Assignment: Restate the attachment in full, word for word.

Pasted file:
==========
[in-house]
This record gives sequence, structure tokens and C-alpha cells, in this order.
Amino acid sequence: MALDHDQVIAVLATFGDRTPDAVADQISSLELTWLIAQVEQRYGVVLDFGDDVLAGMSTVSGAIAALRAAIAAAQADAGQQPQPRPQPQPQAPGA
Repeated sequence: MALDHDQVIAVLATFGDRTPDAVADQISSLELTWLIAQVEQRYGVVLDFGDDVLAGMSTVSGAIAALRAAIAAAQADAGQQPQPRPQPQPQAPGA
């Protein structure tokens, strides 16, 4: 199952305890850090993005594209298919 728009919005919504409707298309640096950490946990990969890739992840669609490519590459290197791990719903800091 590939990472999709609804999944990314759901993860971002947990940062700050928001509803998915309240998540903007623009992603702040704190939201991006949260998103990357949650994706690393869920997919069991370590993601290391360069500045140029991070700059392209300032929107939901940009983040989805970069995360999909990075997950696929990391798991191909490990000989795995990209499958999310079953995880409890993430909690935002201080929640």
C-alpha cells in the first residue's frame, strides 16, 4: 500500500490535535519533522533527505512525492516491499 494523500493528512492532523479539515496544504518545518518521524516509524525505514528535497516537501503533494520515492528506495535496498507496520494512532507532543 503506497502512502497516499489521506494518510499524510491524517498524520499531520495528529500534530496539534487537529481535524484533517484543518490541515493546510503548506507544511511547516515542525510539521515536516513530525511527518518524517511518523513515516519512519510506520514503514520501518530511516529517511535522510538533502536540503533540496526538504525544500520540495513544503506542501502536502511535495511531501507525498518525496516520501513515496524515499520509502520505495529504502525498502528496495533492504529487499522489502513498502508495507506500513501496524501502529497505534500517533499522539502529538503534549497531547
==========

[in-house]
This record gives sequence, structure tokens and C-alpha cells, in this order.
Amino acid sequence: MALDHDQVIAVLATFGDRTPDAVADQISSLELTWLIAQVEQRYGVVLDFGDDVLAGMSTVSGAIAALRAAIAAAQADAGQQPQPRPQPQPQAPGA
Repeated sequence: MALDHDQVIAVLATFGDRTPDAVADQISSLELTWLIAQVEQRYGVVLDFGDDVLAGMSTVSGAIAALRAAIAAAQADAGQQPQPRPQPQPQAPGA
């Protein structure tokens, strides 16, 4: 199952305890850090993005594209298919 728009919005919504409707298309640096950490946990990969890739992840669609490519590459290197791990719903800091 590939990472999709609804999944990314759901993860971002947990940062700050928001509803998915309240998540903007623009992603702040704190939201991006949260998103990357949650994706690393869920997919069991370590993601290391360069500045140029991070700059392209300032929107939901940009983040989805970069995360999909990075997950696929990391798991191909490990000989795995990209499958999310079953995880409890993430909690935002201080929640």
C-alpha cells in the first residue's frame, strides 16, 4: 500500500490535535519533522533527505512525492516491499 494523500493528512492532523479539515496544504518545518518521524516509524525505514528535497516537501503533494520515492528506495535496498507496520494512532507532543 503506497502512502497516499489521506494518510499524510491524517498524520499531520495528529500534530496539534487537529481535524484533517484543518490541515493546510503548506507544511511547516515542525510539521515536516513530525511527518518524517511518523513515516519512519510506520514503514520501518530511516529517511535522510538533502536540503533540496526538504525544500520540495513544503506542501502536502511535495511531501507525498518525496516520501513515496524515499520509502520505495529504502525498502528496495533492504529487499522489502513498502508495507506500513501496524501502529497505534500517533499522539502529538503534549497531547